I'd like your feedback as well, even if you're not a blogger or planning to start a blog. So, for blog readers, I'll add the following questions: 

8. How many model railroad blogs do you follow or read regularly? 
9. Any particular reason you've chosen those? 
10. Do you leave feedback or comments? If so, what was that experience like? 
11. Do you read only the newest post or do you use the blog Search function as a research tool?
12. Do you prefer posts dealing with Prototype information, opinion pieces on the hobby, or modeling how-to? Any I've missed? 

I look forward to hearing from you. 


Tuesday, March 3, 2015

S-2 Cab Heralds

S-2 7919 (above) and 7918 (below) at White River Jct. Note the pinstripe wrapping around the hood - the "as-delivered" scheme.

Central Vermont received its first two diesels – a pair of Alco S-2s numbered 7918 and 7919 in December, 1941.  They were delivered in a basic black paint scheme with large numbers centered on the long hood and a small pinstripe running the length of the hood from the front edge of the cab and wrapping around the nose.  A square CV wafer, titled at a 7.5-degree angle, was centered below the cab windows.  The engines wore this paint scheme, or a minor variation (early, or first repaintings saw the elimination of the pinstripe) until the mid-1950s when a large oval name board replacing the road number on the sides of the hood.  A few years later the square herald gave way to a round CV maple leaf roundel, likely in conjunction with the introduction of the round maple leaf herald on CN family equipment coinciding with the introduction of the black/green “Super Continental” passenger equipment.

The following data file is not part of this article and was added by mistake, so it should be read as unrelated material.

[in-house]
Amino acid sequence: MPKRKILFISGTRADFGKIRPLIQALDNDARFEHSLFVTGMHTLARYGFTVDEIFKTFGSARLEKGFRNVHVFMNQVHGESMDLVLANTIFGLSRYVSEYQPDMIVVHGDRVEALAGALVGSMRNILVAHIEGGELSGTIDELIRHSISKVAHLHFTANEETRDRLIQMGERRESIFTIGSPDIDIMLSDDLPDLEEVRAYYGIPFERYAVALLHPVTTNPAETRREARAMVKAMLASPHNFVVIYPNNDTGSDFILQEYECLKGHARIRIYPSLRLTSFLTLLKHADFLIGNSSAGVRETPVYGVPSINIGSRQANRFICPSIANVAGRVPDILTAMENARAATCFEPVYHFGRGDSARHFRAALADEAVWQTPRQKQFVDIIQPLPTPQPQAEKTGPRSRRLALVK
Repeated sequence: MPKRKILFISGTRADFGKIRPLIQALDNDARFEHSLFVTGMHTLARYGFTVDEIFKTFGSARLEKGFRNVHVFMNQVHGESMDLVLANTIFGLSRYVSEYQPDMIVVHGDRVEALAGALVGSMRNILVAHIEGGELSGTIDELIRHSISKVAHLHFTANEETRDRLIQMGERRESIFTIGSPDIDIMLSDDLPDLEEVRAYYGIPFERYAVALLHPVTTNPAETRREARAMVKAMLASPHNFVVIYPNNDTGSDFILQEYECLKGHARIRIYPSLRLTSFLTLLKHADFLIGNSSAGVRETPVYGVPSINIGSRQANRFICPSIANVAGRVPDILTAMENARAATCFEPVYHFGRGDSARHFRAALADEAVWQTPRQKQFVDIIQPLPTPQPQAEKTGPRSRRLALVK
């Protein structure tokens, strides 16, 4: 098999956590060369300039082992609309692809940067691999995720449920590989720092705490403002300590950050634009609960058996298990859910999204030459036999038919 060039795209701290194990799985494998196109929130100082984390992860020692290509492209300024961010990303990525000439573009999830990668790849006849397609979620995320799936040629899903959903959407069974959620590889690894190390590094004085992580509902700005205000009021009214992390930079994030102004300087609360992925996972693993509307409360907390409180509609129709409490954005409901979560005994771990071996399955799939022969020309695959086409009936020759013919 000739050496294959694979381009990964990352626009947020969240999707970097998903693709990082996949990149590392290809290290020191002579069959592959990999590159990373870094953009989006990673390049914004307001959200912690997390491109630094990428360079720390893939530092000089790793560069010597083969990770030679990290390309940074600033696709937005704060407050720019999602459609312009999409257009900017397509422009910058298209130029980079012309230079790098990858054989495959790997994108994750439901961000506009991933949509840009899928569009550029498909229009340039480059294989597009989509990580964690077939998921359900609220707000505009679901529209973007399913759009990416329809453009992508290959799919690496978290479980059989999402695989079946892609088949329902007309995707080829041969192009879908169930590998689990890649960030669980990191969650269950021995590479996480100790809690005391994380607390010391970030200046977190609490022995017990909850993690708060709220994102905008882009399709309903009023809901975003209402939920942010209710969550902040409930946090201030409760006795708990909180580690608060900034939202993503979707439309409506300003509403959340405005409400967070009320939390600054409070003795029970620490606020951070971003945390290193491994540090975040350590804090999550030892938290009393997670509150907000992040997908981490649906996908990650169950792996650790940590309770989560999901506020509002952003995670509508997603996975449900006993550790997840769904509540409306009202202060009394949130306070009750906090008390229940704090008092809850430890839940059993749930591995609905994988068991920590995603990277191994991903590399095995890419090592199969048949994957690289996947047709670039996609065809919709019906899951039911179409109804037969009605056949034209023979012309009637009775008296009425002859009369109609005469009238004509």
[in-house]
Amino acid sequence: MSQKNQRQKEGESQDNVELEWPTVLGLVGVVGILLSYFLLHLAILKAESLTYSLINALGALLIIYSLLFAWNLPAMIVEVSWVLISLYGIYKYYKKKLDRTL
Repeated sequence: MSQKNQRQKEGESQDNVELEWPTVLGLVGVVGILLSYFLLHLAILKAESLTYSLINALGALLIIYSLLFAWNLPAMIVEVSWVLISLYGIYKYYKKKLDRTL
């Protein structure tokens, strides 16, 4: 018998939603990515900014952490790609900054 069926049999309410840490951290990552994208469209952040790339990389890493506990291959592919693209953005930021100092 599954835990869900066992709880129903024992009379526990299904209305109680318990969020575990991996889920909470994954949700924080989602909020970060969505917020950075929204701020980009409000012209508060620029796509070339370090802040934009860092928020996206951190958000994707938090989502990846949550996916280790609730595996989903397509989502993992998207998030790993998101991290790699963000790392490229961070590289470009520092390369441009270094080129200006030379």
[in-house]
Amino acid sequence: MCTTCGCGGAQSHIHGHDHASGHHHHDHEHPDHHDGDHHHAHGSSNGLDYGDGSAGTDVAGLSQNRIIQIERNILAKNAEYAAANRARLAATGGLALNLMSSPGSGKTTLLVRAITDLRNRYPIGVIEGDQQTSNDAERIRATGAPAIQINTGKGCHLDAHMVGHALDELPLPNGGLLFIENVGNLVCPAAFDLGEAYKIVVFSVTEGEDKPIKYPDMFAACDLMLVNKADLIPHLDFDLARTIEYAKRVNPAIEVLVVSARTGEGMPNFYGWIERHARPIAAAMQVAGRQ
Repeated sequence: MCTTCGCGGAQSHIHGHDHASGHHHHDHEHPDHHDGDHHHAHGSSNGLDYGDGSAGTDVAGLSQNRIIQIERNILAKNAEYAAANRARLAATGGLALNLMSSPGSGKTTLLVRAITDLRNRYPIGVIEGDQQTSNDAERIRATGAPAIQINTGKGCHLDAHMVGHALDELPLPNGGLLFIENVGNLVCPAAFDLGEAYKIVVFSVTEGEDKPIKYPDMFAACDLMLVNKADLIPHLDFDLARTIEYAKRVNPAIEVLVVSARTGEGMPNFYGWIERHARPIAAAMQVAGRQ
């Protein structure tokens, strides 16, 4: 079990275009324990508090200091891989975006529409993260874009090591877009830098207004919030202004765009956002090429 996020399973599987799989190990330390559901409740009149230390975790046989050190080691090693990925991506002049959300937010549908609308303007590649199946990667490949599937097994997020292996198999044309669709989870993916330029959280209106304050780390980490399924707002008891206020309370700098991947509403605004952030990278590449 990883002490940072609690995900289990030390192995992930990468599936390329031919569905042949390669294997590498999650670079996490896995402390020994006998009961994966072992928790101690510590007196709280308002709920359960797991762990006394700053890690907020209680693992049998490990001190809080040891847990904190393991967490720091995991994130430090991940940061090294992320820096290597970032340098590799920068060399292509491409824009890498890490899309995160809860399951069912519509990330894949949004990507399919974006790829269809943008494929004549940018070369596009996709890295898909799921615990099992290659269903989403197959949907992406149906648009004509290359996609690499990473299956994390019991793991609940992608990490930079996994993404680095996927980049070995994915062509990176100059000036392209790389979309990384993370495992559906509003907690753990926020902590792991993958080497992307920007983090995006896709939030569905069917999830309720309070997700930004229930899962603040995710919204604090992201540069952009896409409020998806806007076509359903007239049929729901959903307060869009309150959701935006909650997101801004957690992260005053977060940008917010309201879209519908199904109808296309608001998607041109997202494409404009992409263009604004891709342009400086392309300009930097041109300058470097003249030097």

The background color square wafer on the side of the cabs of the S-2s has been the source of some discussion.  Here’s what we know:
- The background of the herald on CV’s steam locomotives was green until 1943 when it was changed to the now familiar red.
- The S-2s were delivered in 1941, about 18 months before background color changed.
- There’s no doubt that by the late 1940s, when we have color photos of the S-2s with that the background of the wafer was red.
Now the supposition starts.
It’s evident that the wafers were not painted on the cabs, but were actually metal plates applied to the side of the units - I'm not sure they were delivered from Alco with the wafers or if these were added by the railroad. The latter seems most likely. 
The late Dr. Alan Irwin theorized that it would have been entirely likely that the S-2s were delivered with green heralds on the cab sides, and that these would have been changed to red after they were repainted at some point after 1943.  Of course, Alan was never able to prove this since no color photos of the engines in their first years of service have been uncovered.  On my layout, the switchers painted in this scheme will have red wafers (or the maple leaf ones) but it would be neat to locate a color image confirming if Alan’s suspicions were correct. (For the record, I think they were).

CV 7919 without the pinstripe.

This shot confirms that as of 1951 the cab wafers were red. But were they originally green?